22. 5 percent — increased more than two points
from last year’s survey, while 55.5 percent say
support has stayed the same.
84 percent of respondents say their suppliers have increased prices in the past year —
up more than two points from our 2016 survey. That figure has stayed within two percent
of that over the past three years since topping
out at 89 percent in 2014.
When asked what methods suppliers have
offered as a means of reducing costs, 38 per-
cent of respondents picked new product intro-
ductions as their top choice — up nine points
from our 2016 survey. Other top choices in-
cluded reduced shipping fees (29 percent),
co-op marketing ( 27 percent) and technical
assistance ( 26 percent). In the “other/write-
in” — which nearly 20 percent of respondents
chose, two-thirds of respondents said no price
reduction assistance has been offered by their
supplier, with one respondent saying, “They
have offered nothing and no logical reason for
their (price) increases.”
Onsite vending continues to grow as a means
of boosting supplier relations, evidenced by a
six-point jump from last year’s survey to 33
percent of respondents who say they install/
maintain vending machines as customer lo-
cations. That figure has increased nine points
since 2014. Of those who say they don’t offer
vending machines, 17 percent say they plan to
pursue offering them.
We finished up our Best Practices section by
asking respondents about their global business
interests. Forty-nine percent say they currently
do business outside the U.S. — down three
points from last year’s survey. Eight percent
say they will do business internationally within the next three years — up 2. 5 points from
2016 — while 36 percent say they plan to stay
exclusively domestic. Overall, 64 percent say
they either currently do business outside the
U.S., plan to, or have in the past.
Value Of The Distributor
Industrial distributors have collectively been
ramping up their value-added services over the
past decade as price becomes less of a factor
in customers’ buying decisions, more manufacturers sell direct and competition amongst
distributors edges ever higher.
Our survey shows how this trend is impact-
ing sales. Forty-one percent of respondents
say services comprise at least 11 percent of
their total revenue — up eight points from last
year’s survey. Beyond that, nearly 21 percent
say services comprise at least 21 percent of
sales — a figure that has climbed steadily from
14 percent in 2014.
We always ask our respondents what they
feel are the primary reasons customers do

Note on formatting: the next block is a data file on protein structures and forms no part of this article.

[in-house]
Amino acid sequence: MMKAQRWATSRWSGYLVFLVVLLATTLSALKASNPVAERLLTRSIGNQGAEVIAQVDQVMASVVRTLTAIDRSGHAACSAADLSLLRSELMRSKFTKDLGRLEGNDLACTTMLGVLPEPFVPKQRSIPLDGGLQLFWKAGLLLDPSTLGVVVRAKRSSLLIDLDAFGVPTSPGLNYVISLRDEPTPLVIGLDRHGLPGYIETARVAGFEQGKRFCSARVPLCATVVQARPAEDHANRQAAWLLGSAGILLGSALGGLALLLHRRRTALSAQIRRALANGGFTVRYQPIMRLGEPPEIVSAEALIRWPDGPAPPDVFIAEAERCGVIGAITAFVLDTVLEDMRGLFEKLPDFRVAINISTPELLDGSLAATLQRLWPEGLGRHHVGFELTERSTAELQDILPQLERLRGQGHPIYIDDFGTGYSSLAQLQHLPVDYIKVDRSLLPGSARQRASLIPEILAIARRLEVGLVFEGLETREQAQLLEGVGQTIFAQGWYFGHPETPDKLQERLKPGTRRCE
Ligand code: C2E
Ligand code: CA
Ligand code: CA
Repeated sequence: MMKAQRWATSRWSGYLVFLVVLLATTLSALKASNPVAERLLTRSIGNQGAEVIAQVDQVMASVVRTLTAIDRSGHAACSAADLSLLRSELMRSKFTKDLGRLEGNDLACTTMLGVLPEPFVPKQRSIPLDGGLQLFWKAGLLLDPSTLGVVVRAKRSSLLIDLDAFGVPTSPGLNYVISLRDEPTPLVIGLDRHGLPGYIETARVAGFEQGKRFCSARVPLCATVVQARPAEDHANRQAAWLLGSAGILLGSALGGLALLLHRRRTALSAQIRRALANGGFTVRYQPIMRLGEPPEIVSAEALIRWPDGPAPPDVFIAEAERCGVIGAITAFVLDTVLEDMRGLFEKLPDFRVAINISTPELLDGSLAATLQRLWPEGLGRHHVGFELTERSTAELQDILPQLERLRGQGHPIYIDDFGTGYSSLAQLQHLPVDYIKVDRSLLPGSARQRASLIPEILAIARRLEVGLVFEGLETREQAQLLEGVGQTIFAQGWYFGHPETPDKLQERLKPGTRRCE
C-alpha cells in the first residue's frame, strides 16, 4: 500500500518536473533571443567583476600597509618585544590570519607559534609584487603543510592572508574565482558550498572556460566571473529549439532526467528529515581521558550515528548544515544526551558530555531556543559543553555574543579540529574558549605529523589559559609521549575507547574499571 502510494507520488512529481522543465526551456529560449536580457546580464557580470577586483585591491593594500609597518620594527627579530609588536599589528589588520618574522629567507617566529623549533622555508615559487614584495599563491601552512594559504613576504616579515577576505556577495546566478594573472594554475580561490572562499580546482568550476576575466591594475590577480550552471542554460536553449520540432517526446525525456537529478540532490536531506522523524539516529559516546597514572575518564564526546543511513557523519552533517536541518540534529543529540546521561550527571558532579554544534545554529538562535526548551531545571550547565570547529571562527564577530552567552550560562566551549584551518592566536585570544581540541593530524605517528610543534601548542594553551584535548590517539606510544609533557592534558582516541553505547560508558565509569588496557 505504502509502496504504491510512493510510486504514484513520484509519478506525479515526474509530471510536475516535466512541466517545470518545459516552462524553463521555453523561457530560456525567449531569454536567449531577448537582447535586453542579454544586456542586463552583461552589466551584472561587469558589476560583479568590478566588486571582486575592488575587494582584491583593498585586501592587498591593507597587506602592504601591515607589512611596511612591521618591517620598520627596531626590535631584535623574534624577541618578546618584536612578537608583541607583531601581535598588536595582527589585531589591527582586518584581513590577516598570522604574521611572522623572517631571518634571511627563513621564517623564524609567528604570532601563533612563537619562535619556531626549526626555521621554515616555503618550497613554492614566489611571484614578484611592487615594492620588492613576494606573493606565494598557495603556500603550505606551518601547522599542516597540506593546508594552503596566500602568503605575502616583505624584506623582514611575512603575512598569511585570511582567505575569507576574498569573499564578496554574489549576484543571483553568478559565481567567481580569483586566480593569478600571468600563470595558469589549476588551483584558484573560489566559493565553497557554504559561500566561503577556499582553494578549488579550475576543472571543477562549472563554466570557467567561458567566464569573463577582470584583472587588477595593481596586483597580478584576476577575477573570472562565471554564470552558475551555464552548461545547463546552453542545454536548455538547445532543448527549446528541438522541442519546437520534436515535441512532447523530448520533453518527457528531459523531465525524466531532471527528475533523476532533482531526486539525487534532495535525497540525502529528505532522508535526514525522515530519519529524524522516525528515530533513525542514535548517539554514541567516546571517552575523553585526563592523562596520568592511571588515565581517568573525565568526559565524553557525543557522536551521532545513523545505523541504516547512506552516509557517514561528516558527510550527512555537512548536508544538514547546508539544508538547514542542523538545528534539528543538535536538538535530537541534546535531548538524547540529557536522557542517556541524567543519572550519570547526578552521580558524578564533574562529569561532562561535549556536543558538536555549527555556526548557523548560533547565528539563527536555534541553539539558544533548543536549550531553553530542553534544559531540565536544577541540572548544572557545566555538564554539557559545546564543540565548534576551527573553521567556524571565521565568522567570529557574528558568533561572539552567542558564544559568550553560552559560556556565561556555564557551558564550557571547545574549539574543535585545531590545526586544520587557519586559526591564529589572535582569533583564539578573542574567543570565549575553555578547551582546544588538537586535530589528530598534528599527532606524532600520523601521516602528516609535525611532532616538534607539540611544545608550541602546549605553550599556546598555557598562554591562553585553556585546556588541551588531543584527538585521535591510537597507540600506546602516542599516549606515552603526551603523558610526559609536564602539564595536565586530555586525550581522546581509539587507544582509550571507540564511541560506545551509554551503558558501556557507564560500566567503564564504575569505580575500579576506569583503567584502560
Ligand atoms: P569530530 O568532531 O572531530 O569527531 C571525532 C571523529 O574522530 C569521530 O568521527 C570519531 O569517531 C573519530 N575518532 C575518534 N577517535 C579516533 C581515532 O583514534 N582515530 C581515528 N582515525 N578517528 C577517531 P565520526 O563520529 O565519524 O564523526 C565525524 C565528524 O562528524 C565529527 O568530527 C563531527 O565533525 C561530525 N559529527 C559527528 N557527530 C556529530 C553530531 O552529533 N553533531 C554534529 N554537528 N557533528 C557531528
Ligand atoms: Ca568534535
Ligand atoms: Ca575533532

business with them. Relationships (83 percent), product availability (73 percent) and
delivery time (61 percent) remained the top
three as expected with little or no difference
from last year, but what reasons changed the
most? Technical support was picked by 64
percent — down five points from last year’s
survey, while 34 percent 24/7 support — up
five points. Though 48 percent of respondents
chose price as a primary reason, that’s down
three points from a year ago, suggesting distributors feel that price is becoming less of a
priority for customers.
As for which services respondents are charging a fee
for, the amount who say they
charge for consigned inventory
dropped almost seven points
from last year’s survey to nine
percent. Inventory management fell six points to 14 percent, while tool crib management gained five points to 14 percent. Other
notable changes were a two-point gain in set-up/installation to 26 percent, while employee
training declined 3. 5 points to 13 percent.
Other top revenue services such as shipping
(70 percent), fabricating/kitting ( 23 percent)
and design/engineering consulting ( 20 percent) had little or no change.
Other notable statistics from this section:
•Forty-eight percent of respondents say
they are involved in vendor-managed inventory (VMI) programs — down more
than three points from last year’s survey.
VMI involvement was above 51 percent in
each of the three previous years.
• Thirty-six percent of respondents say
their business is a member of a buying
group, co-op, or both — identical to our
2016 survey. That breaks down to seventeen percent who are in a buying group
— down seven points; those in a co-op
increased nearly five points to 8. 5 percent
and those that are members of both increased two points to 10 percent.
Go to any industrial supply trade show and
you’ll almost certainly hear a message about
the great need for talent recruitment and
succession planning in distribution/manufac-turing. Even with the great strides made in
the industrial economy over the past six-plus
months, these are areas that continue to present a major challenge to distributors. How do
you make working in a warehouse, or selling
industrial products attractive to new talent?
How do make industrial distribution attractive
to a millennial workforce? Our readership faces
these questions increasingly every day.
Sixty percent of our survey respondents say
yes — identical to last year and shows there’s
a large chunk that are struggling to recruit. We
asked our respondents to rank their business
on its ability to recruit on a range of poor, fair,
good, very good and excellent. More than 38
percent say they are fair or poor, while only
24 percent rate themselves as very good or
excellent. The largest chunk of respondents
— 38 percent — rate themselves in the
middle as good. But our results show that more
customers choose you